Why this merits notice requires an overview of newspaper publication practices in the colonial period. Printers typically published one issue each week.  Each issue consisted of four pages, created by printing two pages on each side of a broadsheet and folding it in half.  The balance of news items and advertising varied, but among newspapers printed in the busiest urban ports – Boston, Charleston, Newport, New York, and Philadelphia – news comprised about half of each issue and advertising the other half. Printers sometimes found that they had sufficient content to require a supplement, usually two pages bearing the same date as the regular issue and distributed with it.  By the late 1760s the Pennsylvania Gazette so often included a two-page supplement that even though it clearly bore the title “Supplement” many subscribers likely expected to receive a six-page newspaper each Thursday. On occasion, however, printers distributed supplements later in the week, especially if particularly important news arrived that could not wait for the next issue.  When ships entered port with news that Parliament had repealed the Stamp Act, for instance, many printers published supplements to spread the word as quickly as possible.  In general, supplements usually amounted to two pages.

Yet the supplement that carried today’s advertisement consisted of four pages distributed later in the week than the newspaper’s usual publication day.  This happened quite frequently in 1768.  Throughout the year Holt distributed no fewer than eighteen supplements to the New-York Journal on days other than Thursday, in addition to fifty-two regular issues and sometimes additional supplements on Thursdays.  Between politics and the economy, Holt determined that his readers needed access to more information that traditional publication practices allowed. Historians of print culture and journalism often refer to an explosion of print that took place after the American Revolution as citizens of the new nation consumed greater amounts of information, believing that they could safeguard the young republic by becoming as informed as possible.  The number of newspapers expanded.  Many moved to semi-weekly, tri-weekly, and, by the end of the eighteenth century, daily publication.  John Holt’s publication schedule for 1768 serves as a precursor to that expansion of the press, a harbinger during the imperial crisis of the extensive publication and distribution of newspapers after the American Revolution.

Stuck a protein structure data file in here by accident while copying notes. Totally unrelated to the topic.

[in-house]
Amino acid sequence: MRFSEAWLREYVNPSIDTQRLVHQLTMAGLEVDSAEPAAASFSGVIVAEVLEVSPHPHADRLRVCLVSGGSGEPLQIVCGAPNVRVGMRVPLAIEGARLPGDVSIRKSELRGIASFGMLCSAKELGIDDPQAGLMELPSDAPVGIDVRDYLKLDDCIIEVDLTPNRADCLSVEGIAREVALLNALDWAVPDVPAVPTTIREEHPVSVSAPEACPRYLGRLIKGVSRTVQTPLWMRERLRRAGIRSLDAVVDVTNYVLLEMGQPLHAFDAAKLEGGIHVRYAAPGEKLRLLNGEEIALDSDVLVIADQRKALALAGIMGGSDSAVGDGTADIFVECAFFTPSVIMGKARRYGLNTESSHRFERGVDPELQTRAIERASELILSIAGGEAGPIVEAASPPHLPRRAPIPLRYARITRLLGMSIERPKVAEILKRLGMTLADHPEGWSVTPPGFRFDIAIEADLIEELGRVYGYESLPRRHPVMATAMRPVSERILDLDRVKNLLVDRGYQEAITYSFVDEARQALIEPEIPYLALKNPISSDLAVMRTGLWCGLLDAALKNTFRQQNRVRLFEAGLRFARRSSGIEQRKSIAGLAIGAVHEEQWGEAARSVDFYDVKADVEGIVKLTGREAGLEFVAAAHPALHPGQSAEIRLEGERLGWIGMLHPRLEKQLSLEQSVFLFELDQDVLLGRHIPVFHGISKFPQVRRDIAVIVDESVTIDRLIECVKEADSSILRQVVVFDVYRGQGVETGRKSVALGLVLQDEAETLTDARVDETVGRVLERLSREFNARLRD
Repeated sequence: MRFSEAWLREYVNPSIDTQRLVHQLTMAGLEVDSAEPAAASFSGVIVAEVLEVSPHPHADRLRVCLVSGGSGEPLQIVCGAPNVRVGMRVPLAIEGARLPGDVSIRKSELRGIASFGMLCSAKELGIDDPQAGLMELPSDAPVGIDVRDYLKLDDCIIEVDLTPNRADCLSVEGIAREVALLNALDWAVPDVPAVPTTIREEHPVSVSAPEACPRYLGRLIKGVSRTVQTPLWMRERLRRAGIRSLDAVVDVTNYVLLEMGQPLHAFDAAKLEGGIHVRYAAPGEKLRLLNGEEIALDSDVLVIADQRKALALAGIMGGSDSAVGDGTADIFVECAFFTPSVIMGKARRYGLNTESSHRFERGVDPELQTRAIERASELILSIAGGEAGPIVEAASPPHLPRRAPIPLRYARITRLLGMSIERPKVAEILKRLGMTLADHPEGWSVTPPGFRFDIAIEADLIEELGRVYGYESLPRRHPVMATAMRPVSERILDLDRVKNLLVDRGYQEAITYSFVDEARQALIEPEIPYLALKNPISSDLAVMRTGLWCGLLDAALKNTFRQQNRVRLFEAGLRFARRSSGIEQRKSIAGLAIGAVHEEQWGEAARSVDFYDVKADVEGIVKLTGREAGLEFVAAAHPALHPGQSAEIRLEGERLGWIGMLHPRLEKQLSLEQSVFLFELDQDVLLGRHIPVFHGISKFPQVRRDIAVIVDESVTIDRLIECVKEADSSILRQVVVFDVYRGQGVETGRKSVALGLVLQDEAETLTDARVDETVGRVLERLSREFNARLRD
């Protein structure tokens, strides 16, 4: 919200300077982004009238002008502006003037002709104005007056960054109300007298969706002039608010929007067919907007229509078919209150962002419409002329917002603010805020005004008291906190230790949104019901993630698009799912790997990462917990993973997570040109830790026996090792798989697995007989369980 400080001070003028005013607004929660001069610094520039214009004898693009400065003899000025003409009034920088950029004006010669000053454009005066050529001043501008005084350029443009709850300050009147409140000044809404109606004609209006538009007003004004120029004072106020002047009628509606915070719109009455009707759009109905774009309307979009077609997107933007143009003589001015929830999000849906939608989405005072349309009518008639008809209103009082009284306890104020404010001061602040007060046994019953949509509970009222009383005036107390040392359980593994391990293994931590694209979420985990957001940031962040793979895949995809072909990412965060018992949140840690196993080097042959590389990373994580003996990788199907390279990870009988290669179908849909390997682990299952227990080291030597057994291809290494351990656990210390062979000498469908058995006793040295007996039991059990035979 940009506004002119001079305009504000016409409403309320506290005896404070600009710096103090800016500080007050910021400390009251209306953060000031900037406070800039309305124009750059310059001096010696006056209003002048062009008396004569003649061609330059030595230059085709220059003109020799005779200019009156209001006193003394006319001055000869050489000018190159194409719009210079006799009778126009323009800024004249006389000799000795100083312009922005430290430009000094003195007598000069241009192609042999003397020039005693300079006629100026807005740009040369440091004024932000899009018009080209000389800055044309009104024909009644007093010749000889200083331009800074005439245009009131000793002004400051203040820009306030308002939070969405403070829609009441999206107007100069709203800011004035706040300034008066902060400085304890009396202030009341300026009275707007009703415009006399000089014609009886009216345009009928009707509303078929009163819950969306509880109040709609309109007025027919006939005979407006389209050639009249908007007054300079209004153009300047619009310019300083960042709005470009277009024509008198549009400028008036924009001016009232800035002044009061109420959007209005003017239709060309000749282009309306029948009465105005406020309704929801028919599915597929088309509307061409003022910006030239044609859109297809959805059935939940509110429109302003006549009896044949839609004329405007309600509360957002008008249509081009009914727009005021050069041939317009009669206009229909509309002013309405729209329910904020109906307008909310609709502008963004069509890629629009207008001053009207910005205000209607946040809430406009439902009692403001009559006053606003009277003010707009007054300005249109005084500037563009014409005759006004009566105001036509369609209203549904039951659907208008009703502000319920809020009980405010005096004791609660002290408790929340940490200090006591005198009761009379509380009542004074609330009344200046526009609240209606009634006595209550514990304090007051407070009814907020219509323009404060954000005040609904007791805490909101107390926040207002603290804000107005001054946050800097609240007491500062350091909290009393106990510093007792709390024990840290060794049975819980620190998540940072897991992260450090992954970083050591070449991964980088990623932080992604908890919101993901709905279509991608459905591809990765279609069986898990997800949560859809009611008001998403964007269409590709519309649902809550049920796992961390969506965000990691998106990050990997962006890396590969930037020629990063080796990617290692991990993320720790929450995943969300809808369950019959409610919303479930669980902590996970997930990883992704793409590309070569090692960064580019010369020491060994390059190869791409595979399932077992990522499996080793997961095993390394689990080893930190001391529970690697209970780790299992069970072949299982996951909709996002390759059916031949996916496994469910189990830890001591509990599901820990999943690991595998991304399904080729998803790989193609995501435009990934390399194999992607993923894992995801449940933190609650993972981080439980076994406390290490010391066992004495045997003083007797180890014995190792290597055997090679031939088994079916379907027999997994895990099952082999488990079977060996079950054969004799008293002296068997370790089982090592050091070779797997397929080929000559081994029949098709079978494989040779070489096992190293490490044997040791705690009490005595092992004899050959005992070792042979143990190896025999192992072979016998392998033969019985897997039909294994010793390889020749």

March 29

GUEST CURATOR: Evan Sutherland

What was advertised in a colonial American newspaper 250 years ago this week?

Mar 29 - 3:27:1767 New-Hampshire Gazette
New-Hampshire Gazette (March 27, 1767).

“Best GREEN-COFFEE … Choice Bohea TEA.”

In colonial and Revolutionary America, coffee was available, but it was less accessible than tea or alcohol. Unlike tea, coffee had to be ground, which was something most colonists did not have as much time to do. So even though tea was more expensive than coffee, it took more time and labor to make coffee than tea. As a result, many colonists typically did not make coffee at home. Colonists who did make their own coffee showed their wealth when preparing or serving it, showing their privileged status.

Those who were not even able to afford tea turned to coffee substitutes. According to Christina Regelski, slaves made their own substitute coffee using ingredients from gardens such as cowpeas, sweet potatoes, and corn.

Tea also played an important role in the American Revolution. After Britain put stricter laws on imports, tea was taxed. Many colonists decided to boycott tea and give up one of the “luxuries that they had come to treasure.”

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ADDITIONAL COMMENTARY: Carl Robert Keyes

George Turner sold “A fine Assortment of English GOODS” as well as “Groceries of all Kinds” – including the coffee and tea examined by Evan – at his shop on Queen Street in Portsmouth, New Hampshire. To attract customers, Turner launched some of the most common appeals used by eighteenth-century advertisers, especially appeals to price and quality, but he supplemented them with several others that found their ways into advertisements less often.